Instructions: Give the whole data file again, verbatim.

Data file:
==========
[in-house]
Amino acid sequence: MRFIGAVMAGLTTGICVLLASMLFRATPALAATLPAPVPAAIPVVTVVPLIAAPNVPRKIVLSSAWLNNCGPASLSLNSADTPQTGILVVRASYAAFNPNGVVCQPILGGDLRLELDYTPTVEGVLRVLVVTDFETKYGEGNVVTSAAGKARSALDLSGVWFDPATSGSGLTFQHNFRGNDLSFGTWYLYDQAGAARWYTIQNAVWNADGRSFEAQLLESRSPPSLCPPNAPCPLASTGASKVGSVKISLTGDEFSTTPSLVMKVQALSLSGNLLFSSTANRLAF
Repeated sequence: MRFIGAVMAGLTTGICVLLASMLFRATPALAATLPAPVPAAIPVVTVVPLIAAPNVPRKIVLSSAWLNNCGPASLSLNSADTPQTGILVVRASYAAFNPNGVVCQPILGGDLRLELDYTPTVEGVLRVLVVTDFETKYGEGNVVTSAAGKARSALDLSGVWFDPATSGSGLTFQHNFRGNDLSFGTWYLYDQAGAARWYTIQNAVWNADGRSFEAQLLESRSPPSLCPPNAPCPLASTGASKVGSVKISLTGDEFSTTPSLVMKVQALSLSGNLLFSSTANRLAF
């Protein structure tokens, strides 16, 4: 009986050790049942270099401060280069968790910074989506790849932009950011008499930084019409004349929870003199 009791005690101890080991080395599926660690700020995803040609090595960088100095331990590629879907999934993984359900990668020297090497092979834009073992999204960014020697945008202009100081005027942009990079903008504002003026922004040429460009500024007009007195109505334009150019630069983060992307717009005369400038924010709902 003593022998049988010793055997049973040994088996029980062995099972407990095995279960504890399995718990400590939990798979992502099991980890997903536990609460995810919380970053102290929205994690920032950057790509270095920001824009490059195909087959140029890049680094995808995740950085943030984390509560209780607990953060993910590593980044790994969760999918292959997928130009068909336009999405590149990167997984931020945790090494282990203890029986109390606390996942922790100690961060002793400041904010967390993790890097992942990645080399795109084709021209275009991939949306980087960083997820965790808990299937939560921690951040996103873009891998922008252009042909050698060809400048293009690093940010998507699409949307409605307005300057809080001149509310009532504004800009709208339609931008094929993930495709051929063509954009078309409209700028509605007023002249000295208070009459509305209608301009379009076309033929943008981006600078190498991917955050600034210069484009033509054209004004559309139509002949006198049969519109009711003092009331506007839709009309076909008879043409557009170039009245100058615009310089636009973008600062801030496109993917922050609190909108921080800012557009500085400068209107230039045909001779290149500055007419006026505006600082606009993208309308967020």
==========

[in-house]
Amino acid sequence: MRFIGAVMAGLTTGICVLLASMLFRATPALAATLPAPVPAAIPVVTVVPLIAAPNVPRKIVLSSAWLNNCGPASLSLNSADTPQTGILVVRASYAAFNPNGVVCQPILGGDLRLELDYTPTVEGVLRVLVVTDFETKYGEGNVVTSAAGKARSALDLSGVWFDPATSGSGLTFQHNFRGNDLSFGTWYLYDQAGAARWYTIQNAVWNADGRSFEAQLLESRSPPSLCPPNAPCPLASTGASKVGSVKISLTGDEFSTTPSLVMKVQALSLSGNLLFSSTANRLAF
Repeated sequence: MRFIGAVMAGLTTGICVLLASMLFRATPALAATLPAPVPAAIPVVTVVPLIAAPNVPRKIVLSSAWLNNCGPASLSLNSADTPQTGILVVRASYAAFNPNGVVCQPILGGDLRLELDYTPTVEGVLRVLVVTDFETKYGEGNVVTSAAGKARSALDLSGVWFDPATSGSGLTFQHNFRGNDLSFGTWYLYDQAGAARWYTIQNAVWNADGRSFEAQLLESRSPPSLCPPNAPCPLASTGASKVGSVKISLTGDEFSTTPSLVMKVQALSLSGNLLFSSTANRLAF
């Protein structure tokens, strides 16, 4: 009986050790049942270099401060280069968790910074989506790849932009950011008499930084019409004349929870003199 009791005690101890080991080395599926660690700020995803040609090595960088100095331990590629879907999934993984359900990668020297090497092979834009073992999204960014020697945008202009100081005027942009990079903008504002003026922004040429460009500024007009007195109505334009150019630069983060992307717009005369400038924010709902 003593022998049988010793055997049973040994088996029980062995099972407990095995279960504890399995718990400590939990798979992502099991980890997903536990609460995810919380970053102290929205994690920032950057790509270095920001824009490059195909087959140029890049680094995808995740950085943030984390509560209780607990953060993910590593980044790994969760999918292959997928130009068909336009999405590149990167997984931020945790090494282990203890029986109390606390996942922790100690961060002793400041904010967390993790890097992942990645080399795109084709021209275009991939949306980087960083997820965790808990299937939560921690951040996103873009891998922008252009042909050698060809400048293009690093940010998507699409949307409605307005300057809080001149509310009532504004800009709208339609931008094929993930495709051929063509954009078309409209700028509605007023002249000295208070009459509305209608301009379009076309033929943008981006600078190498991917955050600034210069484009033509054209004004559309139509002949006198049969519109009711003092009331506007839709009309076909008879043409557009170039009245100058615009310089636009973008600062801030496109993917922050609190909108921080800012557009500085400068209107230039045909001779290149500055007419006026505006600082606009993208309308967020």